Belgrade Train Station - 1964
Anne Kindersley lived in Belgrade, the wife of a British diplomat, between 1964 and 1967. She travelled extensively and ten years later wrote a book about her experiences in Serbia and Kosovo. It is part history and part reportage about life in Serbia at the time. In the introduction she describes all the different peoples she saw in the Belgrade station when she arrived in 1964. These included Slovaks from Vojvodina bringing "poultry, eggs, cream and vegetables from their muddy, rich lands to market in Belgrade," and Serbian peasants carrying "yokes from which hung pails of soft cheese, and swing[ing] through the station as if it were a farmyard. I thought their wives drab-looking in their factory-made cardigans and pleated skirts." She continued, "there were tall, ruddy-faced men in white skull-caps and dark jackets with a wide square flap of collar like an English seaman's."
They turned out to be Albanians, Moslems, from Pec or Pristina, who made for Belgrade, a long way north of home, because it was a market for labour as well as for produce – where they could heave coal or chop wood and send back money for their families or to purchase a wife. The married men came alone, for their wives stayed at home in strict Islamic seclusion; if by chance one came to Belgrade, she might be locked up in her husband's room all day while he was out working. There were young gipsy women from the same region, in town on their own; and I could recognize them at first glance, for they looked like gypsies anywhere, with brown faces and black plaits of hair.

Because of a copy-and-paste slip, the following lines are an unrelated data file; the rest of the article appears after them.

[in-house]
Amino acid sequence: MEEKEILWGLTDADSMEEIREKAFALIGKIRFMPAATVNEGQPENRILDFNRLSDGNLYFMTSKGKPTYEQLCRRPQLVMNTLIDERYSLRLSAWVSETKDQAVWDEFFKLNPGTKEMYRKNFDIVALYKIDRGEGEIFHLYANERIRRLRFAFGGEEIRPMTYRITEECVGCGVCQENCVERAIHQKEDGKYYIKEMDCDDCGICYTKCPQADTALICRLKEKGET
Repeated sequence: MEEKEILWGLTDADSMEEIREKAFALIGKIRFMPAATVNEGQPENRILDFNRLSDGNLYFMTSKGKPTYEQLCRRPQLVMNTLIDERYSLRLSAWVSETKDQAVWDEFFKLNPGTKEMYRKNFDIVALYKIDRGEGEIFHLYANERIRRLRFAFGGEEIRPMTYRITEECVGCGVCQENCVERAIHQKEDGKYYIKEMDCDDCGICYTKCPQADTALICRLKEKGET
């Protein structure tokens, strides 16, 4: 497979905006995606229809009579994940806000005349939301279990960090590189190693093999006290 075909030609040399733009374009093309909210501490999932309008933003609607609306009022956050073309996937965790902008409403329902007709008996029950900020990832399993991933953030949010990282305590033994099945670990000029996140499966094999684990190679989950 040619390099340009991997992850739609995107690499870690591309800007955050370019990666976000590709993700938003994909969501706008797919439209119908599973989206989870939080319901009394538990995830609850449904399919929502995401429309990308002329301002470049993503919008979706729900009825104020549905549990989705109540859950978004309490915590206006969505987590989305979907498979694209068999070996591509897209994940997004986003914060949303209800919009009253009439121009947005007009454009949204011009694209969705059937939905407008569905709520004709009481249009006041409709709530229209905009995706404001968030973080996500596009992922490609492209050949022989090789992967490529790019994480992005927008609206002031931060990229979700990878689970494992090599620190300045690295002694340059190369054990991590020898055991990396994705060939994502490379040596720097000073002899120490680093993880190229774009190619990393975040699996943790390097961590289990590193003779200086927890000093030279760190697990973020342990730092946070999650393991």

They seemed confident and exotic in their draped trousers and bead-decked scarves. They laughed a lot, though they were so poor and thin, as they dandled their babies and offered wooden spoons for sale. I had never seen such a crowd, complete with drunkards whose journey had been sustained by too many swigs of homemade plum brandy; schoolboy faced soldiers loaded down with knapsack and rifle, very orderly in their red-starred caps and long blue greatcoats; and dark suited townsmen holding briefcases who looked insignificant there. The station was more fair than a terminus: milling with figures, it seemed a Balkan Derby Day.
The Mountains of Serbia: Travels through Inland Yugoslavia. Anne Kindersley. 1977.
[pp. 1-2 / Readers Union]